You will remain married for at least six months in California after you file your petition for divorce. California is one of several states that has a waiting period to make sure you really want to do what you’re about to do. In general, if your case still lingers in the court system five years after you file, the state will dismiss your petition and you’ll have to start over. This is a rarity, however, because the state is otherwise flexible about your options.
California’s residency requirement for divorce is six months, so you must live in the state at least this long before you can file. After you file and serve your petition for divorce on your spouse, she has 30 days to answer it. This deadline is not immutable, however. You or your attorney can waive it and give her a little more time to respond if necessary. If she asks for more time and you don’t give it to her, the court will probably overrule you.
California’s six-month waiting period begins on the date you serve your spouse with your papers, not necessarily when you file your petition. Both must occur before the clock begins ticking. If you and your spouse do not already have an agreement as to how you’re going to resolve issues between you, you can use the six months to try to reach one. In California, when you reach such an agreement, you and your attorney need only submit it to the court. When the waiting period expires, a judge will sign it into a decree of divorce. If you don’t reach an agreement, you would have to notify the court at the end of the six months that you'll require a trial to settle your marriage.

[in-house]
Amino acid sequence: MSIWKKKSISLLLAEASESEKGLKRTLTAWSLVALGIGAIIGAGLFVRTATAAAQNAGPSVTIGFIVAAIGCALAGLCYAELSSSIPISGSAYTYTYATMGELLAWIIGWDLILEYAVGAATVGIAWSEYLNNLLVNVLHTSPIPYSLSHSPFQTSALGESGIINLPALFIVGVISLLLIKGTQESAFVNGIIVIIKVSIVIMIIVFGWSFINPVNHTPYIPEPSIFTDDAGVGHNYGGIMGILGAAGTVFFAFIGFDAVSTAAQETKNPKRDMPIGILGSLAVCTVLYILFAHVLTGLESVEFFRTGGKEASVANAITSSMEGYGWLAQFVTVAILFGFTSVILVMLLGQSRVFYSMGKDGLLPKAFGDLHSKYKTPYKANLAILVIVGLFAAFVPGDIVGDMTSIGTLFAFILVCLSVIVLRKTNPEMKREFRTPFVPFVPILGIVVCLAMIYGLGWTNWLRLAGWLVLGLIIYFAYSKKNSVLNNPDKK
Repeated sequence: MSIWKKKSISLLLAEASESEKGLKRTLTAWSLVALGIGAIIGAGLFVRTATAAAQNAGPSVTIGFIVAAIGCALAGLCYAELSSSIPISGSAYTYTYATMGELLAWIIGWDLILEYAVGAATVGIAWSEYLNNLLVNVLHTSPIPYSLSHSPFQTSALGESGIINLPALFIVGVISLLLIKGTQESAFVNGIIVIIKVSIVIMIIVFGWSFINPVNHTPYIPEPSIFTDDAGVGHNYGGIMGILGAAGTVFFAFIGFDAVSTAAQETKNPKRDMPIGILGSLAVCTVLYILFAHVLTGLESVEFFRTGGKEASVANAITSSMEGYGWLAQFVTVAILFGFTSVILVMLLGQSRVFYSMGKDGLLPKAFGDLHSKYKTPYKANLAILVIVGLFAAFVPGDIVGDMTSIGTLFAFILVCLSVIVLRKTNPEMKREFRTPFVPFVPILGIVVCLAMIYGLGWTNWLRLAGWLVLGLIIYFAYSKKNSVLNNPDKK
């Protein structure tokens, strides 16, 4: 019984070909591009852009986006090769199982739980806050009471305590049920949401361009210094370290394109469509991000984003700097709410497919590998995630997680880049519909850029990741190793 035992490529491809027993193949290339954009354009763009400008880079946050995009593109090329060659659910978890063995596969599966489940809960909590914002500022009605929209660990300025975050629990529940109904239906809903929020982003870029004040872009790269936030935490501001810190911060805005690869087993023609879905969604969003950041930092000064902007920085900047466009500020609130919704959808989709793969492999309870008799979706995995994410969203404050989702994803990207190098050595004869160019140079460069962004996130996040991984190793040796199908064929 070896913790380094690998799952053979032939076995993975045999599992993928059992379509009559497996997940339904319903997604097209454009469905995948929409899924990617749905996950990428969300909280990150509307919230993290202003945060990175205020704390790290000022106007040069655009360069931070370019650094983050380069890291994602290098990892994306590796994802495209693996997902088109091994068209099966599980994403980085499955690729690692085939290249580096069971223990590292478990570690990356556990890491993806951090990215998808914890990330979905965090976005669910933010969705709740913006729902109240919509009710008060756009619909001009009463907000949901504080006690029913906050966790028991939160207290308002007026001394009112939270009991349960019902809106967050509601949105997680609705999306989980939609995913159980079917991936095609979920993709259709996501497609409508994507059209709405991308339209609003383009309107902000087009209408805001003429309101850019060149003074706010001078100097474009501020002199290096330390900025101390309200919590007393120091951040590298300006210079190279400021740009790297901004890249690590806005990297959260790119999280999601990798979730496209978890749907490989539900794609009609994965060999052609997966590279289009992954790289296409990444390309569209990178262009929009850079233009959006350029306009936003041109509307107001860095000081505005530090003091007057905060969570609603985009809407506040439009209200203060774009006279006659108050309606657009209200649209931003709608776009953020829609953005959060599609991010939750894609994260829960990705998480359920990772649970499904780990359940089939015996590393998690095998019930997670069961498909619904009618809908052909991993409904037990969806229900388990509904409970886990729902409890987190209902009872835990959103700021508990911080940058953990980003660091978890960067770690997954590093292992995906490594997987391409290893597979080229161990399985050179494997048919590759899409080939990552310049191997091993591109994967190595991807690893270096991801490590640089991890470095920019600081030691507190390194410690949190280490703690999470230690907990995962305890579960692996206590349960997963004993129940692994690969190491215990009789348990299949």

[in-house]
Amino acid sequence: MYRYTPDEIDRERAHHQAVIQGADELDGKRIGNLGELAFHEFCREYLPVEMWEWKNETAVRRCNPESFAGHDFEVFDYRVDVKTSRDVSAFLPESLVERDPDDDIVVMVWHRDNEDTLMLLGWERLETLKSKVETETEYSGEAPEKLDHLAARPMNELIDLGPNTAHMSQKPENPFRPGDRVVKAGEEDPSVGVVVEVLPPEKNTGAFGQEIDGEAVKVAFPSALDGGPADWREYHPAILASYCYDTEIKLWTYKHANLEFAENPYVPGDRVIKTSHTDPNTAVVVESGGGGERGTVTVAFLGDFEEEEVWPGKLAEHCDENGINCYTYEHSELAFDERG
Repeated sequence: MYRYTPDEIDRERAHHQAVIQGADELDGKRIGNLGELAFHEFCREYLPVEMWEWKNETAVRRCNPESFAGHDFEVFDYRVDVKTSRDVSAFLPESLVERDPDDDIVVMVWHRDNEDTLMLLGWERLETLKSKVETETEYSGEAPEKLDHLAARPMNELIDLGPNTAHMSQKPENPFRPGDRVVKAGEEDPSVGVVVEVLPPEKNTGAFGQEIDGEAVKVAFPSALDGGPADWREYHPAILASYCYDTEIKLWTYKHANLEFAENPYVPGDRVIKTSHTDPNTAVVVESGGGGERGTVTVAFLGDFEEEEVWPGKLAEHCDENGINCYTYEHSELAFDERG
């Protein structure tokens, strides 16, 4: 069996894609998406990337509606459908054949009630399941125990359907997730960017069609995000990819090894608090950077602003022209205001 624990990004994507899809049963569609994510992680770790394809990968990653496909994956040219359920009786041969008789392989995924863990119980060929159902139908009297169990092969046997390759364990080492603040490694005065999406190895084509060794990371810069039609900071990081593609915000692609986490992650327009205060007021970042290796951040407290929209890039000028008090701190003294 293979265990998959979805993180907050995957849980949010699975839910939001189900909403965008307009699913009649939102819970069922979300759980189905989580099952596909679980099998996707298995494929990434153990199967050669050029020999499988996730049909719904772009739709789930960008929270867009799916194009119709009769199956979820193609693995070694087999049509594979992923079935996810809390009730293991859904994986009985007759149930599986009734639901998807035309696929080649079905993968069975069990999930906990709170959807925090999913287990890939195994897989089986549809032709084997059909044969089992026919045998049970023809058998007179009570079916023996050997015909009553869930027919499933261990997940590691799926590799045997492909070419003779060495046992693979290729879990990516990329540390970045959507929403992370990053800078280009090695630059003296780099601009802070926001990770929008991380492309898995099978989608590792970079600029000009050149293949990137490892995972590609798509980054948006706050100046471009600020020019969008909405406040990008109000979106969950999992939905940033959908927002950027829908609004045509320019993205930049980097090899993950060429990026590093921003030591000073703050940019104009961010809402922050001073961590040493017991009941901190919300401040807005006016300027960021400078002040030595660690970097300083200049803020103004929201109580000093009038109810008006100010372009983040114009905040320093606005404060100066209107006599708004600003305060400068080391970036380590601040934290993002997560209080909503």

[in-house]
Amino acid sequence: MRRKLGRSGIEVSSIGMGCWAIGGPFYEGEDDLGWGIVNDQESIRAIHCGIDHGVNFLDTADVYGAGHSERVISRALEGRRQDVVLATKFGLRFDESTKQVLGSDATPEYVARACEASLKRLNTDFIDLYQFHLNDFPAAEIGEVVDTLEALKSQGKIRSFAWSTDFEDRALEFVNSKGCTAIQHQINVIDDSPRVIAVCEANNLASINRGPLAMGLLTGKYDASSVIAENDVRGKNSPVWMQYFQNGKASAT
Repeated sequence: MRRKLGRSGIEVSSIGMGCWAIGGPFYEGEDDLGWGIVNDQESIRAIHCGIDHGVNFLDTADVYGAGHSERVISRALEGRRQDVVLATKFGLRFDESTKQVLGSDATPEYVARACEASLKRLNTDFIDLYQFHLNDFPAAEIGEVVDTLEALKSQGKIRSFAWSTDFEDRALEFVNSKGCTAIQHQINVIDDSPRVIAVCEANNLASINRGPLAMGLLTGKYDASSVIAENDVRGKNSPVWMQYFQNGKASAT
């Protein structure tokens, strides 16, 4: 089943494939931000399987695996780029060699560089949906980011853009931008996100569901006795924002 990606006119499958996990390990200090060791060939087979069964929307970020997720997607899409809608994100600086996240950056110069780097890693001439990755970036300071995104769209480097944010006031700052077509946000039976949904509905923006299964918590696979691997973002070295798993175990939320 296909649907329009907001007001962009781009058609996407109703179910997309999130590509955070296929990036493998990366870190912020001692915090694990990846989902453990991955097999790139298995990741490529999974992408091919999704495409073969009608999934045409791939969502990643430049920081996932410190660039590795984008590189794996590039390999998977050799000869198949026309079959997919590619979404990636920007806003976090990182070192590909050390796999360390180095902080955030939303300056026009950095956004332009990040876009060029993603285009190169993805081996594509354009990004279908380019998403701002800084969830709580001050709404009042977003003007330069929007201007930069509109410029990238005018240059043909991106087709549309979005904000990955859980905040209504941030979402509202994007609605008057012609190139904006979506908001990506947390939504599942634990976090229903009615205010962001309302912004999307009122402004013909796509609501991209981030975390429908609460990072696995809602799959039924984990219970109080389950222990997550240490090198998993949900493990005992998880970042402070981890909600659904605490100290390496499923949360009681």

If you and your spouse have children and you haven’t decided on custody and a parenting plan at the time you file your petition, California requires you to attend custody mediation. Once you file your petition for divorce, the court allows either you or your spouse to request hearings for "orders to show cause," which allow the court to set orders in place to maintain your marital status through the waiting period. These orders can only address issues of finances and support if you haven’t agreed on a parenting plan. If custody is an issue, the court mandates that you must attend mediation first.
A unique aspect of California’s family law code allows you to become divorced even if you and your spouse have not yet settled all issues of property and custody. You can “bifurcate” your divorce. The court will terminate your marital status at the six-month mark or whenever you request it after the six months have expired, and leave the other issues open so you and your spouse can litigate or continue to negotiate them.